As I mentioned the other day, I sometimes have this fantasy that we have some sort of libertarian streak in the Arizona Republican party. The Goldwater Institute and Jeff Flake give me hope. But then the Arizona legislature gets to work and my hopes are dashed.
A big national Republican issue is the excessive power Congress has delegated to the EPA and FDA to regulate and ban substances, from BPA to CO2. So what do the Republicans do in AZ? They propose a law to give an un-elected bureaucracy the power to willy nilly ban substances without a bit of legislative oversight.
The legislature had previously outlawed 30 chemicals that could be used to make the "bath salts"-type mixtures, and dropped another eight substances on the bill Governor Jan Brewer signed last month.
As Boca Raton Florida-based attorney Thomas Wright III told New Times shortly before Brewer signed the legislation, "To suggest they're putting a ban on bath salts is dumbing down the general public."
Republican state Senator Linda Gray is now explaining this to everyone, as she's proposed a new method to attempt banning "bath salts."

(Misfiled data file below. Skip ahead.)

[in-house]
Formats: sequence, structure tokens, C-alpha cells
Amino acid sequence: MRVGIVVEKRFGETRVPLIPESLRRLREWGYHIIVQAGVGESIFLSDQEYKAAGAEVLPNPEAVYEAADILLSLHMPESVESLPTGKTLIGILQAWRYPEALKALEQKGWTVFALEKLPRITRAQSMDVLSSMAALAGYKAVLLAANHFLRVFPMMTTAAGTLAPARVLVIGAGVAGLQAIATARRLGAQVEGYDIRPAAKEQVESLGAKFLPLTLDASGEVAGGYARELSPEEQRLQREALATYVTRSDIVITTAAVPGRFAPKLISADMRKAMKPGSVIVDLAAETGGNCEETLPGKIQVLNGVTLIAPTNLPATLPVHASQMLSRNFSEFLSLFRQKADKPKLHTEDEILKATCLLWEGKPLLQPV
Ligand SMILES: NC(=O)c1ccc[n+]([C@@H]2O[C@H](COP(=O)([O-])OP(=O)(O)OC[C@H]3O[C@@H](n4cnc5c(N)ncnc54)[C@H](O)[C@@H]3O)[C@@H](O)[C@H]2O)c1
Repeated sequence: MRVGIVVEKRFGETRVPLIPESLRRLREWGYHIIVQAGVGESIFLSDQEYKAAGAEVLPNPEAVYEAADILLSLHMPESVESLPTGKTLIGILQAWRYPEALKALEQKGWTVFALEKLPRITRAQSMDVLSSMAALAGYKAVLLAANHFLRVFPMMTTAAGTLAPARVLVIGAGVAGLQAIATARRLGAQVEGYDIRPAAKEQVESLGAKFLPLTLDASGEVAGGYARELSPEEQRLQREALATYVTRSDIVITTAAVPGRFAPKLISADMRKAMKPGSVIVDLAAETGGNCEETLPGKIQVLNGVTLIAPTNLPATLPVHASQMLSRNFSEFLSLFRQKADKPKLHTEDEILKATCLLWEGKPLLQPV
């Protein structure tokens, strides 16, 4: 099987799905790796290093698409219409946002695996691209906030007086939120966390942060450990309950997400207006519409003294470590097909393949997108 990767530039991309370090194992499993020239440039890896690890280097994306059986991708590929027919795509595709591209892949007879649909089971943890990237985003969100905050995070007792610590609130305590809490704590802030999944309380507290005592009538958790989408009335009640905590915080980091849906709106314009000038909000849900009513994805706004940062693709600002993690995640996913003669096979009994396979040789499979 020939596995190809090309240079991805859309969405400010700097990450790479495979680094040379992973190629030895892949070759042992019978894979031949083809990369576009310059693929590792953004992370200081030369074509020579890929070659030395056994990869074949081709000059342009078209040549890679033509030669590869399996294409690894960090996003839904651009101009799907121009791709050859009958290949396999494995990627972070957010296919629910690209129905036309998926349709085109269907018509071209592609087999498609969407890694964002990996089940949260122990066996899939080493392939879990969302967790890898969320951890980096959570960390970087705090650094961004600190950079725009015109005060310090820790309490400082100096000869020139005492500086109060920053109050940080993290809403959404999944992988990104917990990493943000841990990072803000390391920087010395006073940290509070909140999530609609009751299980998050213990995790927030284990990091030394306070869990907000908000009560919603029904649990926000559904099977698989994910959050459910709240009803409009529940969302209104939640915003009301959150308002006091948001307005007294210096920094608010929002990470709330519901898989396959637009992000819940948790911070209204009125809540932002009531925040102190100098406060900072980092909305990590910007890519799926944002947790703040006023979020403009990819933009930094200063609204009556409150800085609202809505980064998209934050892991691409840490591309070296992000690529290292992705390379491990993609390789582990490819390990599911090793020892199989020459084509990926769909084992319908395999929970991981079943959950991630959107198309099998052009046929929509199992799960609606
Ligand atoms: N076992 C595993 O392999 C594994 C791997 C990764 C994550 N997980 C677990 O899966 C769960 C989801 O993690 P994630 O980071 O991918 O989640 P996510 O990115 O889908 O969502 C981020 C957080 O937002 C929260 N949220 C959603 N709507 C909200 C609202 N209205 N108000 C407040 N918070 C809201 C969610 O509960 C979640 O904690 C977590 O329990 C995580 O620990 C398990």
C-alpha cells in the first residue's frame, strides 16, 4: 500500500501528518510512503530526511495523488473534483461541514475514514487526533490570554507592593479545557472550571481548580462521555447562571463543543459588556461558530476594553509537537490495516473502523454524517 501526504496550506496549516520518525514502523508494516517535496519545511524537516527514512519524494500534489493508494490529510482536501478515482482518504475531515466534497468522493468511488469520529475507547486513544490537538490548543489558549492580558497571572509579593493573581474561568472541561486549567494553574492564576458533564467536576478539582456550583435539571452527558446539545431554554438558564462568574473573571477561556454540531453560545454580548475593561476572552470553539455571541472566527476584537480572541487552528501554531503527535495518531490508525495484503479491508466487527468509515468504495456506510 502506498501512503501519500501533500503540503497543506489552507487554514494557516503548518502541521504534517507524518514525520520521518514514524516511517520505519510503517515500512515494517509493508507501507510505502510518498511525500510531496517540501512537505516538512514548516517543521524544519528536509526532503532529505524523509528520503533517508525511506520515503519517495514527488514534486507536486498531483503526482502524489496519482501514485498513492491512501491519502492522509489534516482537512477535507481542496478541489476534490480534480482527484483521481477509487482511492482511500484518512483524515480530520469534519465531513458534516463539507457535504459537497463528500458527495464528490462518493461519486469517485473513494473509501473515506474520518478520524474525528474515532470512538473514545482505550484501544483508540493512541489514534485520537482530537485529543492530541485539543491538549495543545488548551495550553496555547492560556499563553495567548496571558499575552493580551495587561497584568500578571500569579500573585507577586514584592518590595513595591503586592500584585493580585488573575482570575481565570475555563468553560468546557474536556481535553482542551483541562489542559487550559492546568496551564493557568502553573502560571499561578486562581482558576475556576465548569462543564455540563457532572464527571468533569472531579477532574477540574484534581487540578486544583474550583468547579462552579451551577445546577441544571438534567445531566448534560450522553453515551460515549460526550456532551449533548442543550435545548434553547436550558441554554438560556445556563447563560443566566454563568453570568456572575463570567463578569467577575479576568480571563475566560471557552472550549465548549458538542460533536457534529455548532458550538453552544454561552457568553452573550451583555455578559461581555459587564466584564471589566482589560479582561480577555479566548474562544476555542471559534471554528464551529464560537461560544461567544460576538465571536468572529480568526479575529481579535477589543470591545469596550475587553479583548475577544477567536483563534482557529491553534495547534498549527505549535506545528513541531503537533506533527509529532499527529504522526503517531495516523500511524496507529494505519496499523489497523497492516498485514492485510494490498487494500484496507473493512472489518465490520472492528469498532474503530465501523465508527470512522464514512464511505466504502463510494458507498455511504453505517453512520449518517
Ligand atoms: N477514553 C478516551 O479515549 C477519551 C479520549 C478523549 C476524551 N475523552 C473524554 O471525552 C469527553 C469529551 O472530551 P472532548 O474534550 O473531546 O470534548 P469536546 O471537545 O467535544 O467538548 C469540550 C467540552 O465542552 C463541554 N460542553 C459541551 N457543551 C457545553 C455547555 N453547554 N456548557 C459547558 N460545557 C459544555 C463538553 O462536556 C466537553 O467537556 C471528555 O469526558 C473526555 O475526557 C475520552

House Bill 2388 is the new hope, which would allow the state's Board of Pharmacy and the Department of Public Safety to ban the sales of chemical substances at their pleasure.
According to a Senate fact sheet, the pharmacy board "must make a formal finding that the chemical composition defined by the Board has a potential for abuse and submit the finding to DPS."
The pharmacy board then has to "consult" with DPS about its proposed rule, and that's that. The board just has to let the governor and the legislature know once a year which chemicals it's decided to ban.
So after all the concern about regulation voiced by Republicans about the EPA, they are giving even more sweeping powers to... the Board of Pharmacy and the Department of Public Safety? This should be all the proof you need that the Coke and Pepsi party have equivalent authoritarian streaks. As many other libertarians have observed, the Republicans have a healthy distrust of government, except when it comes to anyone such as the DPS or military that carries a gun, and then they are willing to hand over infinite trust and authority.
In many ways, this law is exactly like the environmental laws Republicans hate that require detailed analyses of potential harms but no counterveiling analysis of benefits. In this case, the Pharmacy board is required to analyze the potential for abuse of chemicals but there is absolutely no language requiring any consideration of the benefits of the substance's use or legality. By the language of the law, if there is a potential for abuse, it must be banned no matter how otherwise useful the product is or could be.